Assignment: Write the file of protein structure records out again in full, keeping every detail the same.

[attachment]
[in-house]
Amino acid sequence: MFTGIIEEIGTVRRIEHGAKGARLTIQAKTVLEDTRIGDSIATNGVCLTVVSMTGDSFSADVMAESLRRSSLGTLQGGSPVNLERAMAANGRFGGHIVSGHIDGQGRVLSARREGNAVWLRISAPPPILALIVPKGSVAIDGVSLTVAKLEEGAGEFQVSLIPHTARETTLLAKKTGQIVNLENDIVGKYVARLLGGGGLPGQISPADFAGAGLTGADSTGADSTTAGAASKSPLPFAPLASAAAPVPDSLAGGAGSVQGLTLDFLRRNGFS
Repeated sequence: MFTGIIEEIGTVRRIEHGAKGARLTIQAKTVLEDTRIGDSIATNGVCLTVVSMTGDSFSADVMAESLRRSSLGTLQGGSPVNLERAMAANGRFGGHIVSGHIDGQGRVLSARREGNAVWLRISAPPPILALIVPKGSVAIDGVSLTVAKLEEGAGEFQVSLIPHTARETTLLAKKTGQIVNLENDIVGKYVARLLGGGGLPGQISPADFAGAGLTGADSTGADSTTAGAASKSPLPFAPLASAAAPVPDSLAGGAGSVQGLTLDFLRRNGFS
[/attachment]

[in-house]
Amino acid sequence: MFTGIIEEIGTVRRIEHGAKGARLTIQAKTVLEDTRIGDSIATNGVCLTVVSMTGDSFSADVMAESLRRSSLGTLQGGSPVNLERAMAANGRFGGHIVSGHIDGQGRVLSARREGNAVWLRISAPPPILALIVPKGSVAIDGVSLTVAKLEEGAGEFQVSLIPHTARETTLLAKKTGQIVNLENDIVGKYVARLLGGGGLPGQISPADFAGAGLTGADSTGADSTTAGAASKSPLPFAPLASAAAPVPDSLAGGAGSVQGLTLDFLRRNGFS
Repeated sequence: MFTGIIEEIGTVRRIEHGAKGARLTIQAKTVLEDTRIGDSIATNGVCLTVVSMTGDSFSADVMAESLRRSSLGTLQGGSPVNLERAMAANGRFGGHIVSGHIDGQGRVLSARREGNAVWLRISAPPPILALIVPKGSVAIDGVSLTVAKLEEGAGEFQVSLIPHTARETTLLAKKTGQIVNLENDIVGKYVARLLGGGGLPGQISPADFAGAGLTGADSTGADSTTAGAASKSPLPFAPLASAAAPVPDSLAGGAGSVQGLTLDFLRRNGFS